Friday, June 17, 2005

The Three Golden All-purpose Comebacks

I was a young man working as a spy for the War Department during World War I when I received my assignment to travel to Moscow from northern China. I decoded the encrypted cable message twice to make sure I had it right, because it meant an extremely uncomfortable, perilous journey which would eventually join me up with the Trans-Siberia Railway. But orders were orders, so I set off under the guise of a Chicago insurance executive representing a manufacturer of ball bearings. I needn’t bore the reader with my travails as I made my way to the station in Vladivostok. Feeling tired and famished, I found my compartment, threw my luggage up on the overhead storage rack and immediately sank into a deep slumber without removing my coat. That was late in the afternoon on a Monday. I awoke to a blinding glare as the sun slanted in through the window the following Tuesday morning. When I arrived, the compartment was empty. Upon waking, I saw I had a companion.

“You need a shave,” the man said to me.

“I suppose I do,” I replied.

“American, eh?”

“Chicago.”

“Uh huh,” he said, and then he returned to his book. He was past middle age, wore a high, stiff, very white collar and his clothes looked freshly cleaned and pressed. His face was ruddy, well-scrubbed and clean-shaven, and he spoke his few words with a light Scottish accent. I excused myself as I stumbled toward the lavatory to do what I could to neaten myself up. I hadn’t changed my clothes for two days and I sorely felt the contrast between us.

As the train made its halting progress through Khabarovsk and Irkutsk, my traveling companion proved to be a taciturn sort. I could learn that his name was Rainsford and he was a writer of some kind, but that was about it. I contented myself by reading back numbers of The Scandinavian-American Review and left him in peace after several aborted tries at conversation.

I had fallen asleep again when, just before dawn, I was roused by having my shoulders soundly shaken. It was Rainsford, only instead of the prim, dapper man I had become accustomed to, here he was wild-eyed, hair disheveled, collar all askew.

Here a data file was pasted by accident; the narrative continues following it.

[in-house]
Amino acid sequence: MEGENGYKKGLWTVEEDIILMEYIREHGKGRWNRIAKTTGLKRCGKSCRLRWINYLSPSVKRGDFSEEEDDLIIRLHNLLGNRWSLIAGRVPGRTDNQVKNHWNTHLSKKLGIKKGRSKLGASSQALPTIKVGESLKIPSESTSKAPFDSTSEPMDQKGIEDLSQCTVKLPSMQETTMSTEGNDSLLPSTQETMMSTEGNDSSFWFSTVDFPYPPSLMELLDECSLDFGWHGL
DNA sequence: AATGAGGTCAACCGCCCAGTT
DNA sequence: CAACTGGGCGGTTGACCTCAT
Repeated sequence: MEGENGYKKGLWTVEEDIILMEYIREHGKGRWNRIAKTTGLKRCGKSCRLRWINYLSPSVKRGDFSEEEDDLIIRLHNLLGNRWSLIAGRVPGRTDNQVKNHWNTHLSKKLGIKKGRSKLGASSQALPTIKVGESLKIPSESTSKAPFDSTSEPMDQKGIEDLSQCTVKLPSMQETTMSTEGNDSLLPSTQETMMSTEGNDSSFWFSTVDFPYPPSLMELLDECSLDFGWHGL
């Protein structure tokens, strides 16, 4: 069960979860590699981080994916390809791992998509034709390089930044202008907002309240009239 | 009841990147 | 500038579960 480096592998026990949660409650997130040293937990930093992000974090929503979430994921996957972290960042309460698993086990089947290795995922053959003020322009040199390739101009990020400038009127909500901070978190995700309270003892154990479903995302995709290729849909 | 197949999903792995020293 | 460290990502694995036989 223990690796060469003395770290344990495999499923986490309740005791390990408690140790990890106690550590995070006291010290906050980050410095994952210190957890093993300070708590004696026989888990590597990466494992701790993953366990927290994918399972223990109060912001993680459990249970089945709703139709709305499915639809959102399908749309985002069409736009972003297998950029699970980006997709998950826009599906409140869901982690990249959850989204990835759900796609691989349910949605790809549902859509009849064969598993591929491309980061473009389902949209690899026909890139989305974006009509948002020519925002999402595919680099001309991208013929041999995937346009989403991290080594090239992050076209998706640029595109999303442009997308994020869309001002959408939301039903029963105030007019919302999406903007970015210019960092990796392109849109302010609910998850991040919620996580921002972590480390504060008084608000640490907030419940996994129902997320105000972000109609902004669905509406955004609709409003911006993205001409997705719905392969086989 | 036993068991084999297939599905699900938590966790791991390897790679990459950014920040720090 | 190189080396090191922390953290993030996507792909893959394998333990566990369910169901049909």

“What is it?” I asked, instantly awake and horrified by the sight he made.

“It’s all up!” he exclaimed. “I haven’t much time left. I’ve got to tell someone!”

“What are you talking about?” I said, but he sank to his knees and fell gently over on his side. There he lay on the floor, beads of sweat standing on his mottled face, breathing through his mouth in ragged gasps.

I crouched beside him and turned him fully onto his back. “What’s the matter? Tell me what, Rainsford?” He made the slightest sign indicating for me to come closer. I put my ear close to his mouth, and then he told me in a dying whisper the last words he would ever say in this life, the words he feared would die with him. The words which I will now share with the world before I, too, go on to another place.

The Three Golden All-purpose Comebacks

Number One: “Your momma!”

Number Two: Roll your eyes and make the “pfffff” sound.

Number Three: “Yeah? Well, look at you!”

Use them wisely, as I have all these years.

7 Comments:

Blogger Mona said...

My life is forever changed by this gripping story of three wise comebacks.

1:12 PM  
Blogger mr. schprock said...

Changed for the better, I trust.

1:51 PM  
Blogger NYPinTA said...

I do the "pfft" one all the time. Glad to know I was using one of the three greatest.

2:02 PM  
Blogger mr. schprock said...

I always knew you were special.

3:09 PM  
Blogger Spirit Of Owl said...

Yo Mamma is a Frank Zappa song.

"Maybe you should stay with yo mamma,
She could do your laundry and cook for you..."


:P

5:29 PM  
Blogger mr. schprock said...

Frank Zappa is da man.

8:45 AM  
Blogger trinamick said...

2 & 3 make their way into my verbal rotation regularly. I must have been eavesdropping when he told you.

8:51 AM  

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